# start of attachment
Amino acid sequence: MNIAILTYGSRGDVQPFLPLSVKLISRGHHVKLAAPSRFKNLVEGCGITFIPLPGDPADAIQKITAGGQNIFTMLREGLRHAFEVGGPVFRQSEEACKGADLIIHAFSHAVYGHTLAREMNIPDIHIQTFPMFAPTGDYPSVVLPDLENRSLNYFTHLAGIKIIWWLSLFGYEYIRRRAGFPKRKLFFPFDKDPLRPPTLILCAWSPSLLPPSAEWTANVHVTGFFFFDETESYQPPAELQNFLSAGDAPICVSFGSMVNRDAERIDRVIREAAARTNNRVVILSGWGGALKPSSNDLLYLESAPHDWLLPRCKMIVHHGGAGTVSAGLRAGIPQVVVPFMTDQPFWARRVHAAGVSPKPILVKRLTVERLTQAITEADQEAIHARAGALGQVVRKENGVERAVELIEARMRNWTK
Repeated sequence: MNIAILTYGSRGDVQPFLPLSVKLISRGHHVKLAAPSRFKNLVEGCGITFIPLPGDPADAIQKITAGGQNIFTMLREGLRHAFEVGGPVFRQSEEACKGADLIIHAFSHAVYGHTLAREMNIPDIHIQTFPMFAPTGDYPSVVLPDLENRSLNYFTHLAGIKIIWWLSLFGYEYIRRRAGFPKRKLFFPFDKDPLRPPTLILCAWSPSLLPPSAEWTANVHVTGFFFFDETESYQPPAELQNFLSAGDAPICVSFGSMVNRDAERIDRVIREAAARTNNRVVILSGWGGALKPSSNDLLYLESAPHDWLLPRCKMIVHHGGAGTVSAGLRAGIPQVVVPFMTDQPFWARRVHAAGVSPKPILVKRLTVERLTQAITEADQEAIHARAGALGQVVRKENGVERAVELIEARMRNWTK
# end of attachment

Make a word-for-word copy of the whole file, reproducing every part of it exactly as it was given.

Amino acid sequence: MNIAILTYGSRGDVQPFLPLSVKLISRGHHVKLAAPSRFKNLVEGCGITFIPLPGDPADAIQKITAGGQNIFTMLREGLRHAFEVGGPVFRQSEEACKGADLIIHAFSHAVYGHTLAREMNIPDIHIQTFPMFAPTGDYPSVVLPDLENRSLNYFTHLAGIKIIWWLSLFGYEYIRRRAGFPKRKLFFPFDKDPLRPPTLILCAWSPSLLPPSAEWTANVHVTGFFFFDETESYQPPAELQNFLSAGDAPICVSFGSMVNRDAERIDRVIREAAARTNNRVVILSGWGGALKPSSNDLLYLESAPHDWLLPRCKMIVHHGGAGTVSAGLRAGIPQVVVPFMTDQPFWARRVHAAGVSPKPILVKRLTVERLTQAITEADQEAIHARAGALGQVVRKENGVERAVELIEARMRNWTK
Repeated sequence: MNIAILTYGSRGDVQPFLPLSVKLISRGHHVKLAAPSRFKNLVEGCGITFIPLPGDPADAIQKITAGGQNIFTMLREGLRHAFEVGGPVFRQSEEACKGADLIIHAFSHAVYGHTLAREMNIPDIHIQTFPMFAPTGDYPSVVLPDLENRSLNYFTHLAGIKIIWWLSLFGYEYIRRRAGFPKRKLFFPFDKDPLRPPTLILCAWSPSLLPPSAEWTANVHVTGFFFFDETESYQPPAELQNFLSAGDAPICVSFGSMVNRDAERIDRVIREAAARTNNRVVILSGWGGALKPSSNDLLYLESAPHDWLLPRCKMIVHHGGAGTVSAGLRAGIPQVVVPFMTDQPFWARRVHAAGVSPKPILVKRLTVERLTQAITEADQEAIHARAGALGQVVRKENGVERAVELIEARMRNWTK